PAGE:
The White family have achieved excellent results by using Charolais bulls over a Santa Gertrudis-cross herd as part of their Roma-based breeding operations.
Steve and Robyn White, run their business on a combined 5261ha across three properties including Mt Saltbush (purchased in 1999), Tarrebar (2002) and Balboa (2016), which are all situated within a 30km radius of Roma, and they live on a smaller block, Golden Green, on the outskirts of the town.
The land across their properties is comprised mainly of brigalow and belah type country. Drought conditions impacted the Whites heavily through 2018 and 2019, which led them to hand feeding all their cattle with pellets and hay.
"Thankfully, we received wonderful drought-breaking rain at the beginning of this year, to which the country responded well. It looks magnificent now, and we have an abundance of dry feed at present," Mrs White said.
The Whites breed on Mt Saltbush and Tarrebar and the weaners are held at Balboa. Due to the drought they're currently carrying 250 breeders on Mt Saltbush, though they're in the midst of restocking to their usual number of 350 to 400 breeders. This herd of Santa Gertrudis-cross cows are joined with Charolais bulls purchased from the Bondfield family, Palgrove stud.
The Whites join the Charolais bulls with the cows from mid-October to mid-February so that the calves are falling in early Spring, their perfect time for nutrition.
"We recently changed our joining window to 12 weeks. This shift was was about the only positive to come from the drought. As our cows are already very fertile they rose to the challenge and performed well. This allows us to take a bit of the tail off the calves so we produce more tightly joined, even lines."
They target the backgrounder and feed-on markets, with their ultimate goal being a 300kg weaner.
"To achieve this outcome we provide our females with the best possible chance of rearing a quality calf. We've been preg-testing since we began breeding, and consequently we have a very fertile herd. Empty cows are fattened and sold, pregant cows are vaccinated for 7-1, and bulls are semen evaluated and vaccinated for 7-1, 3-day and Vibrio annually. The entire is fed a dry lick during colder, drier months."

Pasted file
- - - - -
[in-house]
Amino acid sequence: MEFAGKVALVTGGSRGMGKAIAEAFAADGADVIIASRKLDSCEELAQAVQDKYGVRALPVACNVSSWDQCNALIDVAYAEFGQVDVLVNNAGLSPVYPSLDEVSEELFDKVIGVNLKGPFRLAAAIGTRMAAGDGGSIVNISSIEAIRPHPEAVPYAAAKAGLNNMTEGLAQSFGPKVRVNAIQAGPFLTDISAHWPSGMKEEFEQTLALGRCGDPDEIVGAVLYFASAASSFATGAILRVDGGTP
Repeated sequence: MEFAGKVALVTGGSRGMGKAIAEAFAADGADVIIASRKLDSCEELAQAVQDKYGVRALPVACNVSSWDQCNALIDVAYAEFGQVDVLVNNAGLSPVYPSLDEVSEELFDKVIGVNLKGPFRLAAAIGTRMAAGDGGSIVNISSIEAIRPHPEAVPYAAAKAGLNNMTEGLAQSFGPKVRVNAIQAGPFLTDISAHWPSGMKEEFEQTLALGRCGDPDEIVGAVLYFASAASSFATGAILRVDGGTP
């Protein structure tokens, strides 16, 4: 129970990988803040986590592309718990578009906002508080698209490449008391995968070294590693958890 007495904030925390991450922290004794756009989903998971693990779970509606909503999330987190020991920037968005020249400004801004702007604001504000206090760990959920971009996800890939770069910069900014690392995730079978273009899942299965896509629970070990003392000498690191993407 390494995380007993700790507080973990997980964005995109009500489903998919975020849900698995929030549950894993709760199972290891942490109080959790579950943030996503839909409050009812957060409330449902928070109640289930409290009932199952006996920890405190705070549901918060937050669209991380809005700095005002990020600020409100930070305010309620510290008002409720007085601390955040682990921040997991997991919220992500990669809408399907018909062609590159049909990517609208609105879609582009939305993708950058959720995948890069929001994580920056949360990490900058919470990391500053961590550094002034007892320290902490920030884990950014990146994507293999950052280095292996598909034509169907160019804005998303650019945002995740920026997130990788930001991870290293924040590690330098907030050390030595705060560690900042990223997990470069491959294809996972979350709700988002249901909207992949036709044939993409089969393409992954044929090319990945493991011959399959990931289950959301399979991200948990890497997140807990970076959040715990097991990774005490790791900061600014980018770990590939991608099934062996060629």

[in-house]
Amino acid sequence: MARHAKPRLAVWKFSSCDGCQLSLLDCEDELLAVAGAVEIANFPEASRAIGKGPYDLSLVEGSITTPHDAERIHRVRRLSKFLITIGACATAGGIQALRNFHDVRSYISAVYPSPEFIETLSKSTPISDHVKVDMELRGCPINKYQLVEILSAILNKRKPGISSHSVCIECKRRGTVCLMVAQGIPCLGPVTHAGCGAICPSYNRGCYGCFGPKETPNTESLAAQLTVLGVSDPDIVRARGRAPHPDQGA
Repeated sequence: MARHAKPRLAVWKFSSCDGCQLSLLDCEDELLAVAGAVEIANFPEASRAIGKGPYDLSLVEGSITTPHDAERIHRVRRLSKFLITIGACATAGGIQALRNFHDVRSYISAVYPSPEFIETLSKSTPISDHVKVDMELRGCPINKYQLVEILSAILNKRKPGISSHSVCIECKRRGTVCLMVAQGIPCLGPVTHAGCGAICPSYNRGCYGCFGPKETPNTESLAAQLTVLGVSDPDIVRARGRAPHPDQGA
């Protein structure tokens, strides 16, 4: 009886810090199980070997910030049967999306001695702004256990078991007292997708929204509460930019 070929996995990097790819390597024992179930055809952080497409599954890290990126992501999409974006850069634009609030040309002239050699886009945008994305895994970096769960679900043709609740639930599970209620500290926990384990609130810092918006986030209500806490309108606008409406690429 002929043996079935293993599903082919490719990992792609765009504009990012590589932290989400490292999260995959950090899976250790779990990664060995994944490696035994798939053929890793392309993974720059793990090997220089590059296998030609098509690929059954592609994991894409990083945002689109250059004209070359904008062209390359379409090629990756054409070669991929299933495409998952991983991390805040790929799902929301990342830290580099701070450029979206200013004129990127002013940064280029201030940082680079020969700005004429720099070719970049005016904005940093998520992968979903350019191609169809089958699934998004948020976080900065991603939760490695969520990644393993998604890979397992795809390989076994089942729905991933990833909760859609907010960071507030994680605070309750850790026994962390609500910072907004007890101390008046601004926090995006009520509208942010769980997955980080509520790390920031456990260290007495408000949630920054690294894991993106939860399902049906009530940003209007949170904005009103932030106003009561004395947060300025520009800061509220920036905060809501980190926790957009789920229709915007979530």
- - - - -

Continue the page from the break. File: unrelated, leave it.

The Whites wean at approximately seven to eight months, with heavier calves sold at the Roma Saleyards each year, often to repeat buyers.
"A percentage of the heifers are selected, retained in the herd and joined at 13 months.
"The balance of the weaners go through the weaning process in the yards and paddock and are then taken to Balboa, which is exclusion fenced. This provides them with protection from predators. From there they're eventually turned onto oats.
"These plans are all weather permitting. The past few seasons have been challenging weather-wise, we've had to think outside the box."
She said Charolais bulls were introduced into their program 20 years ago.
"The calves from the Charolais x Santa Gertrudis-cross are great quality and gain weight quickly. This has been reflected at sale time where we've received top prices lately. We sold heavier Charolais-cross weaner steers in May, which averaged $4.76 to top at $1400."
To strengthen the genetics running through their herd the Whites have been purchasing bulls from the Bondfields for 15 years. All bulls utilised on Mt Saltbush at present are from Palgrove.
"The Bondfields produce moderate-sized bulls, with great temperaments, which perform well to their EBV's, which makes selection easy."
Mrs White said temperament, softness, fertility, Red Factor, good balance and high 200 and 400 day weights are what they look for in the bulls they purchase.
"We find bulls with a good temperament have better weight gain and wonderful maternal instincts. We require softness in the bulls for our calves to perform well for us and also our buyers taking them onto the next stage. Well balanced bulls leads to longevity, we want consistently working bulls that won't break down. And in our minds fertility, quite simply equals productivity."
She said in their busy periods of branding, weaning and bull evaluation they always have family members and extra staff helping out.
"For this reason safety is always the top priority in our operation. The temperament of the Palgrove bulls always shines through in their progeny which makes them a pleasure to work with."
Looking down the road, the Whites will be aiming to promote their heifers as future breeders for producers wanting to buy them.
"That's our ultimate dream, and it also creates another market for us."